The Secret to Percolate’s Success: How They Ignored the Rival

In the world of enterprise-level content marketing platforms, Percolate stands out as the leader of the pack. Founded by marketers, with a mission to help brands succeed and grow in a digital world dominated by social media and mobile devices, Percolate provides a suite of products and services that can increase transparency, streamline collaboration, and create high-quality marketing content and campaigns.

There Is a Lot of Competition, and There Is No Pipeline.

Percolate, with its headquarters located in three of the most competitive markets for software engineering, New York, San Francisco, and Denver, faced a difficult challenge in filling its open positions for both front- and back-end engineers. Even more challenging was the need to replace developers and full teams who had left the company to pursue other opportunities.

Kimberly Peterson, the Director of Engineering at Percolate, has reflected on the company’s struggles with recruitment for pipeline positions. Finding the right candidate has proven to be a challenge due to the competitive nature of the market. It is not uncommon for a potential applicant to already have interviewed with five or six different firms by the time Percolate makes contact, and may even have received offers from some. This then leads to a financial struggle between the companies for the candidate’s attention.

As engineers at Percolate, our team was acutely aware of the mounting pressure of the recruiting crunch we were facing. With fewer resources than our tech industry neighbours, we felt the situation becoming increasingly desperate.

Maintaining Team Spirit and Loyalty

Following a period of experimenting with offshore mobile development agreements, Percolate identified the need for a greater sense of team cohesion with regards to their flagship product. Consequently, Percolate placed a great emphasis on hiring individuals who would be able to build strong relationships with the team, as opposed to expecting their engineers to merely provide requirements, ship them out, and then have little contact with other engineers who they may not be familiar with.

Kimberly remained devoted to bolstering the morale, principles, and efficiency of the business. We did not want to appear as if we had given up on recruiting, and we were especially keen to ensure that the engineering team did not feel threatened by the prospect of being replaced by offshore workers. Additionally, there were some individuals who were not committed to seeing the project through to its conclusion. We made every effort to stop this from occurring.

Kimberly and her Vice President of Engineering discussed the potential of implementing a pilot project with Works, which they believed could have a positive impact due to the company’s focus on integration that seemed to fit in well with the culture of Percolate. Consequently, they decided against pursuing any other forms of outsourcing since the discussion of Works had initially arisen.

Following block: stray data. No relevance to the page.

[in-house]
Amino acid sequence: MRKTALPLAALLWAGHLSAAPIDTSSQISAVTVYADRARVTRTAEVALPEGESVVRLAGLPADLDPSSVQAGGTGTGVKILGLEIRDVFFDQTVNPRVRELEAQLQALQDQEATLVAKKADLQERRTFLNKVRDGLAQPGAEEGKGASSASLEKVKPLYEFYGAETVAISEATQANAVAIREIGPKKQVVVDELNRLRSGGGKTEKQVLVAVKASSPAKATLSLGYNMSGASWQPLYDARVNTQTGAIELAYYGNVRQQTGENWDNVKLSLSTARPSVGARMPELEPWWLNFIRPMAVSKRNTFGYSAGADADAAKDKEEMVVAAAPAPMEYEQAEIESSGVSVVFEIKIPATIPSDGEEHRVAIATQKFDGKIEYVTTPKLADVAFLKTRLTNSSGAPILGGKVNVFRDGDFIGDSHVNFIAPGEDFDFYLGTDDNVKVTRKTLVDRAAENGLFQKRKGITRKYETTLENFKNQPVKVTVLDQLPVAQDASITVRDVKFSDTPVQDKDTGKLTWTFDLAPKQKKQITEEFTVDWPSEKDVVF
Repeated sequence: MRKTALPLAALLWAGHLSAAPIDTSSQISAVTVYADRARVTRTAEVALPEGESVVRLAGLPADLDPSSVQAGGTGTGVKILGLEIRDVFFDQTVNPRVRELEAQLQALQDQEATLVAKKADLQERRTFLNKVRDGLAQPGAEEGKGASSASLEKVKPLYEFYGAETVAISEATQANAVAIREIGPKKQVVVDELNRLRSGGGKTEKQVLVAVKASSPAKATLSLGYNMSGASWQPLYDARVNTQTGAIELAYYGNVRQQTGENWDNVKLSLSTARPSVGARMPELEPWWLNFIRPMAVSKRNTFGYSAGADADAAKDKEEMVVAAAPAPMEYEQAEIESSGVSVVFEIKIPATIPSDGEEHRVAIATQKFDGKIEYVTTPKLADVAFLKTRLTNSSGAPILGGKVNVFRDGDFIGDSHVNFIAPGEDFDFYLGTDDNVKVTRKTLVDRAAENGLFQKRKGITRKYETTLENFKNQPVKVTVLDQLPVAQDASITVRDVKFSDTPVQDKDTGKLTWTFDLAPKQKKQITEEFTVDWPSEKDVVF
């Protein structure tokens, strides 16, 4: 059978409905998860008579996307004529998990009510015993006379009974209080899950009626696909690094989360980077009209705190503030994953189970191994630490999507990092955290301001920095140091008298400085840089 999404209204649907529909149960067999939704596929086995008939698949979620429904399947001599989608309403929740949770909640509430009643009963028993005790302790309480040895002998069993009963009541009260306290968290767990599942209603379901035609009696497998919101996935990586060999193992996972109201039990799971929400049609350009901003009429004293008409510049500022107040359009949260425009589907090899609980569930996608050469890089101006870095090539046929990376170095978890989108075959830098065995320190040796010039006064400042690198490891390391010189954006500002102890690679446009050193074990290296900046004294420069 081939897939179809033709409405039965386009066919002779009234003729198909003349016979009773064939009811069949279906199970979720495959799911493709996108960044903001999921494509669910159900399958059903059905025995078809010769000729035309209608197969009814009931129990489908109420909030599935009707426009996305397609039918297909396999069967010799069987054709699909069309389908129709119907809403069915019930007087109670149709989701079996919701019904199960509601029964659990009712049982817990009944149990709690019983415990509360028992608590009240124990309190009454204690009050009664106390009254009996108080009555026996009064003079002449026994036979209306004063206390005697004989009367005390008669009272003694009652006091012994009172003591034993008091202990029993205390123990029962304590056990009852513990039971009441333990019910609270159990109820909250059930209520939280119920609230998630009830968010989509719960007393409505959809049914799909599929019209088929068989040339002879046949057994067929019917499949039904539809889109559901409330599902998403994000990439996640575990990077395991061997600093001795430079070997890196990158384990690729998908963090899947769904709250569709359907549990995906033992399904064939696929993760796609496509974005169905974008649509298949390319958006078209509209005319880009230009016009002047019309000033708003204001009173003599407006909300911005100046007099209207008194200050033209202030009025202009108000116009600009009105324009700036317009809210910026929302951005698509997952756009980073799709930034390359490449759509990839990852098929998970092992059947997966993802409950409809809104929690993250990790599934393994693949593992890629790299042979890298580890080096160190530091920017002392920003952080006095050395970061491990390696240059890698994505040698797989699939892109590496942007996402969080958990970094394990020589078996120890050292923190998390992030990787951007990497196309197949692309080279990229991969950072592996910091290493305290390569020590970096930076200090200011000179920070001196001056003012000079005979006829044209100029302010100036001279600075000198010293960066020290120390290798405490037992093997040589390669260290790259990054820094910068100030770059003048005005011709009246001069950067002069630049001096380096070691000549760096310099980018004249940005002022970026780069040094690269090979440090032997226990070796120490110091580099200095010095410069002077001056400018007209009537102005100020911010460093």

When Starting a New Project, You Should Join the Team

Eric Gichuri and Angie Mutava were the inaugural employees of Percolate, joining the team in September. They were welcomed into a diverse and highly productive workforce which had already adopted the use of remote working options. The collective focused on the development of innovative features which enabled a streamlined onboarding process without compromising on the essential context.

On their initial visit to the Big Apple, Eric and Angie quickly developed strong relationships with their four colleagues. Kimberly reflected on the efficiency of the group, noting how they worked together to achieve common goals, and how they felt like a close-knit family. This journey demonstrated that it was possible to expand the team size and, by the end of the year, four more developers had been recruited.

Rather of Outsourcing, Enhance Your Team.

The works engineers have demonstrated an exceptional level of commitment and initiative, offering Percolate a sense of assurance due to their dependability and willingness to exceed expectations for both the company and its customers.

Eric stepped in to assume the responsibilities of the backend team leader while they were away on a two-week vacation. When problems arose, Eric was on hand via Slack to aid in rectifying them, and he was also part of the pager duty rotation and offered to take on the issue himself. An API engineer further helped by attending to an out-of-hours customer inquiry, logging in to the system at five o’clock in the morning. Eric’s dedication to providing solutions to any issues that could arise, as well as his commitment to delivering a high level of customer service, is commendable.

Kimberly, an engineer at Works, recently witnessed a colleague of hers make a successful transition from a back-end to a front-end role using their full-stack skills. As Kimberly proudly commented, “It was amazing to see their versatility in action.” The team at Works takes great pride in their work and this is one of the key differences between augmenting a team and outsourcing a project.

Methods Proven Effective Tasks for Remote Workers

Percolate’s entire remote workforce has experienced the advantages of adopting Works’ best practices. We have gained invaluable insight into the operations of a remote team, all thanks to Works. To ensure that everyone is on the same page, we have established that everyone should use Zoom and decisions should be made on Zoom rather than Slack. All of these changes can be attributed to the impact of Works.

At present, Percolate has six Works teams in place – two for the application team, two for the analytics team, and two for the platform team. They are actively expanding the capacity of their Application Programming Interface (API) to allow for increased integrations.

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